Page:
Old ages, and new old ages
I have been critical of Chogyam Trungpa at this blog, with some protests, and it might help to explore the view some tried to post here in comments, defendng Trungpa’s behavior. This video demonstrates the way Trungpa interacted at the dawn of the movement in the US. I was, btw, present at the beginning.
It can help to yield a little to this perspective: Trungpa was trying to make a point and the ‘crazy wisdom’ legacy is one of its aspects.
I will persist in noting that a lineage can’t found itself with an alcoholic. It can’t work. The result is decadence and that is the message in may ways. A decadent movement in its last hurrah brings an ancient teaching to the West. Mission accomplished. What’s next? more decadence.
Tibetan buddhists more than most have tried to adapt to a modernist dramatics, but the result is never enough. Behind the scenes the same postmodern mood of historical nostalgia and antimodernism reaction plays itself out. The disk video gives it away: the Tibetans came to rescue a dark age of materialism. That’s the first mistep of so many postmodern reactionaries. It wouldn’t matter but it makes people miscalculate.
The new age effect is dangerous: even something as old and potent as buddhism is at risk. This movement has to get smart and be in motion to a true new age movement, and that requires some careful thought. But that is not likely to happen.
I have posted last week on the way thirty five years in the new age movement ended in nothing. That’s frustrating but it is also correct: I am free of the mechanical movement and have to try something new for the future.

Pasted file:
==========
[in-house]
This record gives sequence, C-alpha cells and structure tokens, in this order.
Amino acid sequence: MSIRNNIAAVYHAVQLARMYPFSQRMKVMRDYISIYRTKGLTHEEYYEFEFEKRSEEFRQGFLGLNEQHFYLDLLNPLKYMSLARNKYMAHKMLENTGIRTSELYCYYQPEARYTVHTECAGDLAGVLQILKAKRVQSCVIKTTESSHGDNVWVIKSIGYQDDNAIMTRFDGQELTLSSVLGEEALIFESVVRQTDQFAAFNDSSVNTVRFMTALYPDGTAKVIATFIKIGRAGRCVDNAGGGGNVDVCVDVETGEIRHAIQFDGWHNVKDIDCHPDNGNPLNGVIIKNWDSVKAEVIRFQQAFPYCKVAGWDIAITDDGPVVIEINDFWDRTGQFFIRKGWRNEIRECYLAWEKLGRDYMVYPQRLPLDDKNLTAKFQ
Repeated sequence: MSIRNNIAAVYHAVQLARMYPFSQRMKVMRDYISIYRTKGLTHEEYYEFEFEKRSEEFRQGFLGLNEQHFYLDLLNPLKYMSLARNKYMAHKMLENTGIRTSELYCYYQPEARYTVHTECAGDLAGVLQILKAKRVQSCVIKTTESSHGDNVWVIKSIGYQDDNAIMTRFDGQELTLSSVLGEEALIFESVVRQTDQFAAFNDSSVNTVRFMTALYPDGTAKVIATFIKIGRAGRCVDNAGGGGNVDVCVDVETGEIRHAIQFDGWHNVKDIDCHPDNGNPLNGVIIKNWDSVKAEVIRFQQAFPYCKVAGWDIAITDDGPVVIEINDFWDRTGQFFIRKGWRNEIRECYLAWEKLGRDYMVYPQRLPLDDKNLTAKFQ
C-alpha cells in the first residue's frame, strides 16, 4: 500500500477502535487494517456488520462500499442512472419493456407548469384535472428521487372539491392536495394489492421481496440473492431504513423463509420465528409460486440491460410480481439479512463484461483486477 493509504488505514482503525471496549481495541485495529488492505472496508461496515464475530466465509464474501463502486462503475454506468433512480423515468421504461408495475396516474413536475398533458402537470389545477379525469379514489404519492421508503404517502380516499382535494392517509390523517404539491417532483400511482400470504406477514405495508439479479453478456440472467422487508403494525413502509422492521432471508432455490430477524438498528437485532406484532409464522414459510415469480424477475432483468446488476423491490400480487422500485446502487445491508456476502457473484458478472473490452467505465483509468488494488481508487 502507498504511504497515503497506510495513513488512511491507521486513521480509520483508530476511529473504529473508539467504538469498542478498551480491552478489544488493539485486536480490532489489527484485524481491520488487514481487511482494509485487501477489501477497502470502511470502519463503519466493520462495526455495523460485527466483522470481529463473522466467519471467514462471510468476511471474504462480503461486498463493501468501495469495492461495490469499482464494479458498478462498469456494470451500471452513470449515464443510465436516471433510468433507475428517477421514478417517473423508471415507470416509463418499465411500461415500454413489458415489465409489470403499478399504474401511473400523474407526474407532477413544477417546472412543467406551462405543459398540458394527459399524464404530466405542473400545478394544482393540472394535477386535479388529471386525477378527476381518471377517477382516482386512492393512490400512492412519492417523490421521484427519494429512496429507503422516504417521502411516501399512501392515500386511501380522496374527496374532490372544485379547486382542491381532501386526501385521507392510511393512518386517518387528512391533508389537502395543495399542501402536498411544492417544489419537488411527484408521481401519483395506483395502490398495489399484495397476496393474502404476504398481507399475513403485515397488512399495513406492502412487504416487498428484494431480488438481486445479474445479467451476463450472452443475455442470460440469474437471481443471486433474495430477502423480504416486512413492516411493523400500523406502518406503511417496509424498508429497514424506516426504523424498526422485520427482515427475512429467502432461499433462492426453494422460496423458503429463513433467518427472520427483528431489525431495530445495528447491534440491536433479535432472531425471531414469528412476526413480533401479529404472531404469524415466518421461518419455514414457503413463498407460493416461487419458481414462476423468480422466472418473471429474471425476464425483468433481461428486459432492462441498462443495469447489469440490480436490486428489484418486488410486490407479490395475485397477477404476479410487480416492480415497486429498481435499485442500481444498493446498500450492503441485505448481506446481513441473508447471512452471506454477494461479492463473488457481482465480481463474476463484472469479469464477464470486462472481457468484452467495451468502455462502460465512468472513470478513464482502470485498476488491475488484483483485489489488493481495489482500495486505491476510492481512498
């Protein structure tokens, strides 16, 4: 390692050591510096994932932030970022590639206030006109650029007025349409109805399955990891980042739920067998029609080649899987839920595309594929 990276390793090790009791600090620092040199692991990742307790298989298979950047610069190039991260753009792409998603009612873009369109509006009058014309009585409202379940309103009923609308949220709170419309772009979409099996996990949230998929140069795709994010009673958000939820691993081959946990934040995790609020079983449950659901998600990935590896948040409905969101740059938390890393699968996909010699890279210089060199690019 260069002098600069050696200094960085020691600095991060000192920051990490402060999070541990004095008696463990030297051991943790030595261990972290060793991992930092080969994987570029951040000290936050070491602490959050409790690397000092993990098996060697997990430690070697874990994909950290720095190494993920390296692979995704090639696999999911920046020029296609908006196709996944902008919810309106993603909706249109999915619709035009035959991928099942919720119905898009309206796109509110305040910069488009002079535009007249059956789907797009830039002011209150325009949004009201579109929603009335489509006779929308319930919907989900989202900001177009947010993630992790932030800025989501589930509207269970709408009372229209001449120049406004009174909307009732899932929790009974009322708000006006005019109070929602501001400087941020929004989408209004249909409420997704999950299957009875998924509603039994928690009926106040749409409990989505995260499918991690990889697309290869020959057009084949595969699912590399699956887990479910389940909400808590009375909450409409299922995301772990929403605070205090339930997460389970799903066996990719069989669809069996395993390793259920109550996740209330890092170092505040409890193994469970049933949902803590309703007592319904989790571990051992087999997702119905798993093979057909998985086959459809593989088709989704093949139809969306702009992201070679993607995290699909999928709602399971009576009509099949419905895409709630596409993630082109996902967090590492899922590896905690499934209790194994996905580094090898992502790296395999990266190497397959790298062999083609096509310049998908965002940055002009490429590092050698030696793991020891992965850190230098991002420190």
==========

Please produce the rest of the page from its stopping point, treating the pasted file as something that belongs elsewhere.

We have discussed here the book Shadow of the Dalai Lama, and each time thought it unfair. It is a smear job in many ways, but it caught the point in one way that Tibetan buddhists feel empowered to overtake modernity in a kind of spiritual apotheosis. All the new age movements that plotted that course are doomed to run backwards, and collapse in dust.
Meanwhile the overdose of Hollywood celebrities shows the movement in its real decadence. Hollywood, like Bollywood, is the last garbage dump for fallen yogis, and now buddhist flameouts.
Stephen Segal looks, form various hints, as if the Tibetan group is trying to fight the war on Terror in their challenge to Islam as their rival in global domination. Bronx cheer.
There is a possible chance this form of buddhism can reinvent itself for a new era. But that requires some tricky thinking and daring new ideas. Spending a half century trying to graft medieval Tibetan politics onto modernity is a recipe for failure.
Meanwhile the book linked to needs to be re-researched. Much of its data and perspective is unfair. But the portrait of a movement that can’t accept the change of eras is direct.